With July just finishing I take a pause and check how I’ve been doing and I still got a ways to go. A lonnnnnnnnnnng way to go. Limits outside of my control … you know … like a pandemic still going on and resurging. But I’m able to inch my way forward on projects or go on mini adventures, like buying a new camera (like a real adult camera, not the one on your phone, the kind that has a strap and something called ISO that I needed to look up), taking an online class, traveling to a new nature spot, hitting up an aerial obstacle course in the woods, discovering and sticking to yoga on Sunday’s virtually with Ross or Denis whoever is teaching that day, bringing music to my days, and expanding my culinary pallet  by trying fried pickles. 

Dude.

Duuuuuuuuuuude.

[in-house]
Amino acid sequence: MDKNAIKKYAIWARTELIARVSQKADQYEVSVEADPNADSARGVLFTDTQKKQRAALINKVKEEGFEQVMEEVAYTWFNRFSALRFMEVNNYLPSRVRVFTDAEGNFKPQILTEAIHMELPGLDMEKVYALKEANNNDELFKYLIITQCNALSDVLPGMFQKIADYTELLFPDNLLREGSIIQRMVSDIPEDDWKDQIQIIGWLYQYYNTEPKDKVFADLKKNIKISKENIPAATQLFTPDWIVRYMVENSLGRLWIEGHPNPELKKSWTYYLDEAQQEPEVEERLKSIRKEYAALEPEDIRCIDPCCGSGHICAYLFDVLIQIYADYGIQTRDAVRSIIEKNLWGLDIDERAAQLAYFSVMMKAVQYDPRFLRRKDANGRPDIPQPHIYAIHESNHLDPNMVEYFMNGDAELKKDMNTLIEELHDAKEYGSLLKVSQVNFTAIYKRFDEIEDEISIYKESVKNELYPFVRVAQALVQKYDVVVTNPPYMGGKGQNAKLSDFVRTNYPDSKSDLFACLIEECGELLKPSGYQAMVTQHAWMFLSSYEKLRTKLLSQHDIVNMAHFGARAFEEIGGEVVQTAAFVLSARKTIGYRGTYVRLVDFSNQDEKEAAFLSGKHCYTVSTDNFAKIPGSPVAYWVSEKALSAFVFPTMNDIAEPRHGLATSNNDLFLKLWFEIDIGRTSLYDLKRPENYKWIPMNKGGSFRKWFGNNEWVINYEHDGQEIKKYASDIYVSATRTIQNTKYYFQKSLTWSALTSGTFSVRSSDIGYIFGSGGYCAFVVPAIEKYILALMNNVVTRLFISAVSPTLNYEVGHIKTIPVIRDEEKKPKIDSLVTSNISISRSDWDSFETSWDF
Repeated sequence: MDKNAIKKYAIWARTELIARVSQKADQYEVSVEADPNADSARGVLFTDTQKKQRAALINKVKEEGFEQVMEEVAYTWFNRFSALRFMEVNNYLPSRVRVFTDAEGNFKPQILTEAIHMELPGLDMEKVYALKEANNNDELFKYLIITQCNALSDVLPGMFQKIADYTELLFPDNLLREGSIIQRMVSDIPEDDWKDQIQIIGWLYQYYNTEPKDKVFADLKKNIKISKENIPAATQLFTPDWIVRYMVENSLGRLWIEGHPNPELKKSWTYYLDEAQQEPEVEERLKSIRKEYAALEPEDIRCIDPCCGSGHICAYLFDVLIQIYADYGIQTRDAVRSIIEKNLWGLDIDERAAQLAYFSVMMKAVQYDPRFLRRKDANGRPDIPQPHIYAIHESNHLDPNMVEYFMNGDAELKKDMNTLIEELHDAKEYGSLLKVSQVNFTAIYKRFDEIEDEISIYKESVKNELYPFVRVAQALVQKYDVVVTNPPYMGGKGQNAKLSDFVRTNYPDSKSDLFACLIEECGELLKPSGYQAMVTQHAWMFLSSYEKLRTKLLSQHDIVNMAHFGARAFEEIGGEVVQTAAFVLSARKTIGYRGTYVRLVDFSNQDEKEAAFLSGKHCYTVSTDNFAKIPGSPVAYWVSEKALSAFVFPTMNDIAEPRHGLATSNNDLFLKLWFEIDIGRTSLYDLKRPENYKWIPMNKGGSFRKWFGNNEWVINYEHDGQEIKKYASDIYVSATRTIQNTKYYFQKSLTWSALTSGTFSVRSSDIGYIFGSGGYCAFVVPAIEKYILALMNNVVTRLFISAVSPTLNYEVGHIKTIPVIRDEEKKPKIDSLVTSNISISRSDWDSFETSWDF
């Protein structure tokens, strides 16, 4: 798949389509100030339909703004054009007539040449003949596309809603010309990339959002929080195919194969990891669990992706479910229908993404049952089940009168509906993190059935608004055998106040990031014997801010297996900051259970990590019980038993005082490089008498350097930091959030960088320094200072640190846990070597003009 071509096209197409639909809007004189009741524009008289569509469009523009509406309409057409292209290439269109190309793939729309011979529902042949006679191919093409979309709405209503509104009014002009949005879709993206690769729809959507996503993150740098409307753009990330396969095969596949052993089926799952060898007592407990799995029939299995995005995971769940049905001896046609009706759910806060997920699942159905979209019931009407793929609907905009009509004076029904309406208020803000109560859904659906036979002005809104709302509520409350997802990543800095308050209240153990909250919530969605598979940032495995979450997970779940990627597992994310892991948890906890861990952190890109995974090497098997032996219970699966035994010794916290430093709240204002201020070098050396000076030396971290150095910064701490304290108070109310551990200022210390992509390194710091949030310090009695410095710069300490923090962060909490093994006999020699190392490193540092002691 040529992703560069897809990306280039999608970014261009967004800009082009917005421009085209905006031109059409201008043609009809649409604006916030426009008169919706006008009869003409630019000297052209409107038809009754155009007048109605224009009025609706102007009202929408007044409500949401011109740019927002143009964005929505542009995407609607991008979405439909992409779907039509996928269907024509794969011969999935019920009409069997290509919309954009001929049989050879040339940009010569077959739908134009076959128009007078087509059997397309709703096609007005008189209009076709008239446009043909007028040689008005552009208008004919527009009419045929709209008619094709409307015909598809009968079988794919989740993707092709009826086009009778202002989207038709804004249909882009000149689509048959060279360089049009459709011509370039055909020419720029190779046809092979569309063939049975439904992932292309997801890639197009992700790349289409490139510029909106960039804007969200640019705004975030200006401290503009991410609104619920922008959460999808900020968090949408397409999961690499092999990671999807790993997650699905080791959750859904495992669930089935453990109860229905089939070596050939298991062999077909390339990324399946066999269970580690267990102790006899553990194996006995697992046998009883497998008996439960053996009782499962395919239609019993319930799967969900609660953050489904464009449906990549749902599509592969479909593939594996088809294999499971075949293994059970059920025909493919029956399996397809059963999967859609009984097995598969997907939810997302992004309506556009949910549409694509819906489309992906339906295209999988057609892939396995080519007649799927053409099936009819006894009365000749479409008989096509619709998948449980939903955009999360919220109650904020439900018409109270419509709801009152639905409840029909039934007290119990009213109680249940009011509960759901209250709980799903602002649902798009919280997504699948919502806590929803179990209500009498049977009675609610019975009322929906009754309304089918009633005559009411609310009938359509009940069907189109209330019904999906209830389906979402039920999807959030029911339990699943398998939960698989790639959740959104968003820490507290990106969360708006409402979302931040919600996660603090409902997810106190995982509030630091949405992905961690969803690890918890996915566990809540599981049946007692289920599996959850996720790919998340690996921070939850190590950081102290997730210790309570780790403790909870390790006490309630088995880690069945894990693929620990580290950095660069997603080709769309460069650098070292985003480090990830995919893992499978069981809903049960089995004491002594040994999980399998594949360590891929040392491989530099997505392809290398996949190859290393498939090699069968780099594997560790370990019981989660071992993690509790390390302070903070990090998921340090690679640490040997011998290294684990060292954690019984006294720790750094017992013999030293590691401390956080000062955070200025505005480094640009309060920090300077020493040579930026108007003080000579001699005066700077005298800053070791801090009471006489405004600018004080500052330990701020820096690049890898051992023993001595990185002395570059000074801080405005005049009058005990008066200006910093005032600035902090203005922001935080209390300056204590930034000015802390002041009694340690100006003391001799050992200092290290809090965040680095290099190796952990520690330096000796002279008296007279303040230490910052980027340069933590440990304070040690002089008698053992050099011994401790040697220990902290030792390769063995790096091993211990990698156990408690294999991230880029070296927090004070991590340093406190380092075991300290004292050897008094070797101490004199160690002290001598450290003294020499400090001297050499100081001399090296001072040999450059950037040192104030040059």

It’s good to have goals.

Fried pickles can be a goal. It’s something new and if you like dill pickles, a Vlassic lover, I strongly recommend a side order of fried pickles from your favorite fried chicken spot. It will make you dance, without music, it’s that good. 

But I still dance with music and this week’s feel good tunes as I was doing a personal inventory check, kicked it up a bit, extending the feel of my smile for a couple minutes extra even after the last beat, this was especially helpful when the outside world sometimes tried to do the opposite. 

Buen Camino!

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Olympic Theme Song — John Williams and Leo Arnaud

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Lose Yourself — Eminem

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Cancion del Mariachi — Antonio Banderas